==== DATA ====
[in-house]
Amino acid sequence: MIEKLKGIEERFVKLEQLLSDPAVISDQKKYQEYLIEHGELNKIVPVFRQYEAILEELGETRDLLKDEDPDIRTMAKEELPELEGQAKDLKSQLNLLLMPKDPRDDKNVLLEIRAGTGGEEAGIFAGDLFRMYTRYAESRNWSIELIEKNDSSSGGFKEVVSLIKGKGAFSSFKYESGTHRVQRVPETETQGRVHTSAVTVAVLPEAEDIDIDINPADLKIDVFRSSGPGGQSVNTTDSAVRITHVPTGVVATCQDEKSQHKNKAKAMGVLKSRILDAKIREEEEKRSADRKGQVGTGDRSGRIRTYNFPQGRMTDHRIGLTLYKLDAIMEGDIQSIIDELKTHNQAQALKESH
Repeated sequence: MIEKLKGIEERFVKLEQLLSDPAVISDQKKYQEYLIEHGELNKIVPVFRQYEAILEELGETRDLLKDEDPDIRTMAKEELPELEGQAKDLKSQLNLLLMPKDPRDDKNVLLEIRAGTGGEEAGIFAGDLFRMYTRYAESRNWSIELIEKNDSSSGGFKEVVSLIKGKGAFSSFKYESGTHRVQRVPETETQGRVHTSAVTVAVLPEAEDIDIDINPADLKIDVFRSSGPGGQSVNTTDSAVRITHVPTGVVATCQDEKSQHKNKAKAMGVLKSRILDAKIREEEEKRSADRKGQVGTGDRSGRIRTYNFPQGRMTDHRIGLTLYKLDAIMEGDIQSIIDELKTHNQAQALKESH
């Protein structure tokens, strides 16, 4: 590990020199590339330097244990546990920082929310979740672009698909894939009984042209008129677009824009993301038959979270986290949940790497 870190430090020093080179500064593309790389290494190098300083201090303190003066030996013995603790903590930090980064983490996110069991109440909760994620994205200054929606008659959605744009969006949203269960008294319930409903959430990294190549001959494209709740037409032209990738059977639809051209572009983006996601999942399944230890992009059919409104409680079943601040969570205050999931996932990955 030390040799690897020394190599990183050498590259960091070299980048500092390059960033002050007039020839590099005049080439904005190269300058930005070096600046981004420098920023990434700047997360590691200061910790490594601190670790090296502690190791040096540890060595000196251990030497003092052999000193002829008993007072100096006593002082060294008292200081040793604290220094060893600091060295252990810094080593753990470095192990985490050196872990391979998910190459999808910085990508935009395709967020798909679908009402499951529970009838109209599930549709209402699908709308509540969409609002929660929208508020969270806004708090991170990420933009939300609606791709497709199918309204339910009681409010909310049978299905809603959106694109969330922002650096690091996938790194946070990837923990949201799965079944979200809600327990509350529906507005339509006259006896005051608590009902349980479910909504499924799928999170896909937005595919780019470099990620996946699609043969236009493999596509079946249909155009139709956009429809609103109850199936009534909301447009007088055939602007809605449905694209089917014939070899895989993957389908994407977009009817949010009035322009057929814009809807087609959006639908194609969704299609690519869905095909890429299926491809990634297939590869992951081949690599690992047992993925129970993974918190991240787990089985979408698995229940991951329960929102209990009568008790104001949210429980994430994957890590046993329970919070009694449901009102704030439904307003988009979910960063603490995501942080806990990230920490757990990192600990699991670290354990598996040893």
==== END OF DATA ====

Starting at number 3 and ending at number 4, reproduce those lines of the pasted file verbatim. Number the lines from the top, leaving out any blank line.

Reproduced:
Repeated sequence: MIEKLKGIEERFVKLEQLLSDPAVISDQKKYQEYLIEHGELNKIVPVFRQYEAILEELGETRDLLKDEDPDIRTMAKEELPELEGQAKDLKSQLNLLLMPKDPRDDKNVLLEIRAGTGGEEAGIFAGDLFRMYTRYAESRNWSIELIEKNDSSSGGFKEVVSLIKGKGAFSSFKYESGTHRVQRVPETETQGRVHTSAVTVAVLPEAEDIDIDINPADLKIDVFRSSGPGGQSVNTTDSAVRITHVPTGVVATCQDEKSQHKNKAKAMGVLKSRILDAKIREEEEKRSADRKGQVGTGDRSGRIRTYNFPQGRMTDHRIGLTLYKLDAIMEGDIQSIIDELKTHNQAQALKESH
């Protein structure tokens, strides 16, 4: 590990020199590339330097244990546990920082929310979740672009698909894939009984042209008129677009824009993301038959979270986290949940790497 870190430090020093080179500064593309790389290494190098300083201090303190003066030996013995603790903590930090980064983490996110069991109440909760994620994205200054929606008659959605744009969006949203269960008294319930409903959430990294190549001959494209709740037409032209990738059977639809051209572009983006996601999942399944230890992009059919409104409680079943601040969570205050999931996932990955 030390040799690897020394190599990183050498590259960091070299980048500092390059960033002050007039020839590099005049080439904005190269300058930005070096600046981004420098920023990434700047997360590691200061910790490594601190670790090296502690190791040096540890060595000196251990030497003092052999000193002829008993007072100096006593002082060294008292200081040793604290220094060893600091060295252990810094080593753990470095192990985490050196872990391979998910190459999808910085990508935009395709967020798909679908009402499951529970009838109209599930549709209402699908709308509540969409609002929660929208508020969270806004708090991170990420933009939300609606791709497709199918309204339910009681409010909310049978299905809603959106694109969330922002650096690091996938790194946070990837923990949201799965079944979200809600327990509350529906507005339509006259006896005051608590009902349980479910909504499924799928999170896909937005595919780019470099990620996946699609043969236009493999596509079946249909155009139709956009429809609103109850199936009534909301447009007088055939602007809605449905694209089917014939070899895989993957389908994407977009009817949010009035322009057929814009809807087609959006639908194609969704299609690519869905095909890429299926491809990634297939590869992951081949690599690992047992993925129970993974918190991240787990089985979408698995229940991951329960929102209990009568008790104001949210429980994430994957890590046993329970919070009694449901009102704030439904307003988009979910960063603490995501942080806990990230920490757990990192600990699991670290354990598996040893």